Veganism has seen its best year so far in 2018 with a huge rise in new plant-based products in supermarkets and high street shops. We would be correct in thinking that going vegan is getting a lot easier, but if you are short on cash then it can still be very hard.
Where will the food come from? Are there any charities that can help? What should I be eating? All these questions are answered in the Vegan Food UK Guide to Eating Food When You Are Skint.
- If money really has run dry then the first thing you should do is take advantage of food banks. Start locally and see if the supermarkets have any vegan food in the boxes, if not, then you can always contact the Human Kindness Vegan Food Bank – who can also help with toiletries.
- Know when food gets reduced at your local supermarket. There might be a certain day or time when food, especially fruit & veg, gets reduced to literally pennies as it’s losing its freshness. Then take food home and follow the next steps.
- If you have limited money then stock up on filling and nutritious staples such as rice, beans, oats and lentils. All of these last longer and are generally cheaper when bought dried and in bulk. Ethnic shops are renowned for selling these items at reasonable costs.
- Pasta. Not quite as nutritious but a cheap and satisfying carbohydrate that will see you through the hard times. Could also be worth finding an Aldi, Poundstretchers, Home Bargains or Lidl to stock up on staples, tinned tomatoes and mixed herbs at a cheaper price.
- Plan the whole week ahead with what food you will have for each meal. This will help when you go shopping so that you do not buy any unwanted food and it will help cut down on food waste at home.
- Batch cook. Cook up the whole week’s meals in advance and then freeze.
- The freezer is your friend. There isn’t much you cant freeze, which is great because it keeps everything fresher for longer and just defrost when you like. Freeze: batch cooked meals, bread, veg, chopped up fruit, fresh herbs, garlic, etc.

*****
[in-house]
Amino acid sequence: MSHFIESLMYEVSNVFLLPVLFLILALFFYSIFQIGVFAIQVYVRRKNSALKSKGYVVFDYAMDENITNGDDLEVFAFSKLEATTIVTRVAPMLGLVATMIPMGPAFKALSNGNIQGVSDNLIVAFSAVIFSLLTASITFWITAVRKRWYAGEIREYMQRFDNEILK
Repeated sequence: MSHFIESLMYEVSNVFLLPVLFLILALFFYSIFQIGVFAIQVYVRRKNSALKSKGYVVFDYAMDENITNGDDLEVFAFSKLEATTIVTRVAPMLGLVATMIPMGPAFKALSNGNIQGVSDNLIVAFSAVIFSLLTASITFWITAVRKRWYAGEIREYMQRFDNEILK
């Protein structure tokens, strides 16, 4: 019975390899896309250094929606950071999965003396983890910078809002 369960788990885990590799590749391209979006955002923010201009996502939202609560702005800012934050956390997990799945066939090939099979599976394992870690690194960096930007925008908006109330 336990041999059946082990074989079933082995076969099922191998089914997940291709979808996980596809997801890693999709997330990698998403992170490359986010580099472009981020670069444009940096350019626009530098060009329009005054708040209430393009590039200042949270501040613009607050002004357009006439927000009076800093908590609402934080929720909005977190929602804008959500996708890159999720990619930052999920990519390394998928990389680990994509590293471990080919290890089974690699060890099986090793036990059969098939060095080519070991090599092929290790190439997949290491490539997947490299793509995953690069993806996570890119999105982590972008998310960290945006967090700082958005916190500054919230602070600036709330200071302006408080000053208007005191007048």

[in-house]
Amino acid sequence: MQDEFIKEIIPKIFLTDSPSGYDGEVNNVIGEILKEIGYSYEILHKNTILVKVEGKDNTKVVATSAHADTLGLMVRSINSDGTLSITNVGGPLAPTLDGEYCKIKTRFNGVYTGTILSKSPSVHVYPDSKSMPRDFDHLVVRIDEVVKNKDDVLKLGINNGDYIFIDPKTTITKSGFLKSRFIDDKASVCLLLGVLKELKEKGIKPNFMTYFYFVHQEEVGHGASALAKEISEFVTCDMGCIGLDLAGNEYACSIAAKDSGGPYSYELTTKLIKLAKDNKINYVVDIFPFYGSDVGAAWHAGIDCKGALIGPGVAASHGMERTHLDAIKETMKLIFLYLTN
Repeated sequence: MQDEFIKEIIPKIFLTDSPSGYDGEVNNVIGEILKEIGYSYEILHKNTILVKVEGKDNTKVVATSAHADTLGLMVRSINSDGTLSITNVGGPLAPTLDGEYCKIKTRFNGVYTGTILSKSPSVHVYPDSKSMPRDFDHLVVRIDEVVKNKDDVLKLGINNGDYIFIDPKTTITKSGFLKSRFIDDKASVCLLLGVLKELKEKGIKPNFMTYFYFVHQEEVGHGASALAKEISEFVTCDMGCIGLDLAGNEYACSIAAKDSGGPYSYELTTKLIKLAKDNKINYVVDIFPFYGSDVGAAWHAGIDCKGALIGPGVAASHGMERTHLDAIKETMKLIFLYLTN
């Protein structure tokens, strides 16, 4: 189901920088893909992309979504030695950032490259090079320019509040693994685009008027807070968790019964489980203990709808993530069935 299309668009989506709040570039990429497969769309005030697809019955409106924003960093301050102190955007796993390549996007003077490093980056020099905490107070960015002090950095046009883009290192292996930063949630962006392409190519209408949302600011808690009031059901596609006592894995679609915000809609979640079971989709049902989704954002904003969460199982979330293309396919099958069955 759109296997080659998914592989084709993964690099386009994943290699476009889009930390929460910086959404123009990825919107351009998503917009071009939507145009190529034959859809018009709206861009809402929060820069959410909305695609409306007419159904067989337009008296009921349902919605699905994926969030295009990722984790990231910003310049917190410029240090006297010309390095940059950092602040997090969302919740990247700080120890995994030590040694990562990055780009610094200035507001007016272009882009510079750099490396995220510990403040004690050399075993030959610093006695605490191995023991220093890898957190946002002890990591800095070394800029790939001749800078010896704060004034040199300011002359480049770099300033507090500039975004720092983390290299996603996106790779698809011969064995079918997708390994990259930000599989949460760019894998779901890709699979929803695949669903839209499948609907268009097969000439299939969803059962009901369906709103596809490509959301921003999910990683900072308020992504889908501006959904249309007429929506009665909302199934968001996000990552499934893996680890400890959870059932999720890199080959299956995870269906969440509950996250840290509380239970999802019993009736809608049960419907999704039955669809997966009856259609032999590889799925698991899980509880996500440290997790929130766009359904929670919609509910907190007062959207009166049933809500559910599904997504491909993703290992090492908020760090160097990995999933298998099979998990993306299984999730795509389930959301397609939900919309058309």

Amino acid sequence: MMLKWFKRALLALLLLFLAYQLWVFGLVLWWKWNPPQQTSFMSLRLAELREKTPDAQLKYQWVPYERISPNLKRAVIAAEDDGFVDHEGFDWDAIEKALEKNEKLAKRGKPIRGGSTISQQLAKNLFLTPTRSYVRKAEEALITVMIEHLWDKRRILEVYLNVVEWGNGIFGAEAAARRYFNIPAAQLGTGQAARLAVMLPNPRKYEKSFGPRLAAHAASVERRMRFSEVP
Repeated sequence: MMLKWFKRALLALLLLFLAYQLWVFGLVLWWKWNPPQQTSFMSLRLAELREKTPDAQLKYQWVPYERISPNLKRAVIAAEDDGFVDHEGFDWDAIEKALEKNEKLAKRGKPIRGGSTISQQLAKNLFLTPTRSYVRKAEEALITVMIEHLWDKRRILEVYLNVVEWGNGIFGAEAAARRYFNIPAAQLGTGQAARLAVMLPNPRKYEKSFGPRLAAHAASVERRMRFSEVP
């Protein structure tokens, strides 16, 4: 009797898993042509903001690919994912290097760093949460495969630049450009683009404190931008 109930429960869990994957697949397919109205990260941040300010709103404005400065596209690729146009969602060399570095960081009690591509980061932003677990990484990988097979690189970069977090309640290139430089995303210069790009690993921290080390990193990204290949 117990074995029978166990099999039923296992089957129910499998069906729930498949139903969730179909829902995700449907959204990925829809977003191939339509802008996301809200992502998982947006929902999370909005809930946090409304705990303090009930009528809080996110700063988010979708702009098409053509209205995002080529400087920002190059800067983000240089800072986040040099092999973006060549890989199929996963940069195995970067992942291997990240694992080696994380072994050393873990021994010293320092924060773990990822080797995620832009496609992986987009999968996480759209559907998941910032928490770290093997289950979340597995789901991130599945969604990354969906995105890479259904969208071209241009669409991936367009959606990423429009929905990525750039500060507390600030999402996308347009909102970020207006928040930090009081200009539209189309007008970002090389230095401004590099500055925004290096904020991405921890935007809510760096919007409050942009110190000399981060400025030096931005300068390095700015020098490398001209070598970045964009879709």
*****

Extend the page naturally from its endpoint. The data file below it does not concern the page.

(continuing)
- Learn how to cook a few simple wholefood meals like soup and stews which involve most of the cheap ingredients that we have already mentioned in this guide.
- Seasonal fruit and veg is cheaper when in season and local markets nearly always reduce produce at the end of the day…fill your boots (and your freezer).
- Follow the amazing Jack Monroe and her guide to Cooking on a Bootstrap for incredibly cheap but delicious recipes.
- If you are missing vegan meats and cheeses then head to Farmfoods for cheap plant-based sausages, mince, burgers and meatballs. Also Holland & Barrett are known to heavily reduce chilled items when they are getting close to the sell-by date.
- Dairy free milks can be found for Â£1 at most supermarkets now and you can stretch them further by adding 50% water and mixing. If you are having porridge then cook with water and add milk at the end.
- Use cash back sites and apps such as Click Snap (Quidco) app to buy suitable groceries. Also use Olio app for local free food giveaways and Love Health, Hate Waste for food that can be up to 90% cheaper due to damaged packaging.
- Grow your own fruit and veg and/or use the community garden (if you have one close by) and trade extra produce with other gardeners. Look into community groups that plant up unused land in towns and cities with edibles.
- Forage seasonal berries, mushrooms and fruit and make jams, jellies and chutneys. Forage leaves for soups and salads (be advised to seek professional advice with this where possible as there are lots of poisonous varieties of plants)
- Visit your local farmer’s market at closing time for some of the biggest produce reductions you can get, and take friends with you to help carry your hoard.
- If you only have a few ingredients see if you can band together with family or friends to make a nice meal to feed everyone.
- Community Cafes can be a lifesaver for cheap, hot food. The Real Junk Food Project are in many cities and have a pay-what-you-feel scheme going and the food can be excellent.
Many thanks to all the members of Vegan Food UK who sent us their tips and for making this guide possible.
Got the cash but short on time? Read our 10 Top Time Saving Vegan Food Tips